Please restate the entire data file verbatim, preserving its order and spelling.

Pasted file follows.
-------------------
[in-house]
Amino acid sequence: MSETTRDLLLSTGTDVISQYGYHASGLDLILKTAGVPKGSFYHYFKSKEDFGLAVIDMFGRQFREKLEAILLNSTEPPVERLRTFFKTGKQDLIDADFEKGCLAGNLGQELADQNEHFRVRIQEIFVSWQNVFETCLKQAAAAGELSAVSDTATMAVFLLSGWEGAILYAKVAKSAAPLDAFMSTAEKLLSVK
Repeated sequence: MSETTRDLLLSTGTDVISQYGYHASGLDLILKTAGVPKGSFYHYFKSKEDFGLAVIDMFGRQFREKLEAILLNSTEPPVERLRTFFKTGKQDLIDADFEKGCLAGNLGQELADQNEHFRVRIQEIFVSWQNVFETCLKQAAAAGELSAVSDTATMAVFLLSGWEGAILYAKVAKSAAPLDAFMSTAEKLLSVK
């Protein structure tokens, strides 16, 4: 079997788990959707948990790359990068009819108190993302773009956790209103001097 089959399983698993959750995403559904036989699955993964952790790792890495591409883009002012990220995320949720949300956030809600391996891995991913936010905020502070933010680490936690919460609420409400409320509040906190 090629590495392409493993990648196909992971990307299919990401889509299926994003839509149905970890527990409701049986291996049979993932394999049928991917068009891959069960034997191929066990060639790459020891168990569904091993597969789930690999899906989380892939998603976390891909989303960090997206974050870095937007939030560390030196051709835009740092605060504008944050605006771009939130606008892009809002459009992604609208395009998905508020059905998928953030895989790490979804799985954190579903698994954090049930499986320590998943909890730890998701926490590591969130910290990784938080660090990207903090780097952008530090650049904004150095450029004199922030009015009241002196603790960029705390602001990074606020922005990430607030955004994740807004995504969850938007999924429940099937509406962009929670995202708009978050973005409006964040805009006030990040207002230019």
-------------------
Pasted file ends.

[in-house]
Amino acid sequence: MSETTRDLLLSTGTDVISQYGYHASGLDLILKTAGVPKGSFYHYFKSKEDFGLAVIDMFGRQFREKLEAILLNSTEPPVERLRTFFKTGKQDLIDADFEKGCLAGNLGQELADQNEHFRVRIQEIFVSWQNVFETCLKQAAAAGELSAVSDTATMAVFLLSGWEGAILYAKVAKSAAPLDAFMSTAEKLLSVK
Repeated sequence: MSETTRDLLLSTGTDVISQYGYHASGLDLILKTAGVPKGSFYHYFKSKEDFGLAVIDMFGRQFREKLEAILLNSTEPPVERLRTFFKTGKQDLIDADFEKGCLAGNLGQELADQNEHFRVRIQEIFVSWQNVFETCLKQAAAAGELSAVSDTATMAVFLLSGWEGAILYAKVAKSAAPLDAFMSTAEKLLSVK
């Protein structure tokens, strides 16, 4: 079997788990959707948990790359990068009819108190993302773009956790209103001097 089959399983698993959750995403559904036989699955993964952790790792890495591409883009002012990220995320949720949300956030809600391996891995991913936010905020502070933010680490936690919460609420409400409320509040906190 090629590495392409493993990648196909992971990307299919990401889509299926994003839509149905970890527990409701049986291996049979993932394999049928991917068009891959069960034997191929066990060639790459020891168990569904091993597969789930690999899906989380892939998603976390891909989303960090997206974050870095937007939030560390030196051709835009740092605060504008944050605006771009939130606008892009809002459009992604609208395009998905508020059905998928953030895989790490979804799985954190579903698994954090049930499986320590998943909890730890998701926490590591969130910290990784938080660090990207903090780097952008530090650049904004150095450029004199922030009015009241002196603790960029705390602001990074606020922005990430607030955004994740807004995504969850938007999924429940099937509406962009929670995202708009978050973005409006964040805009006030990040207002230019």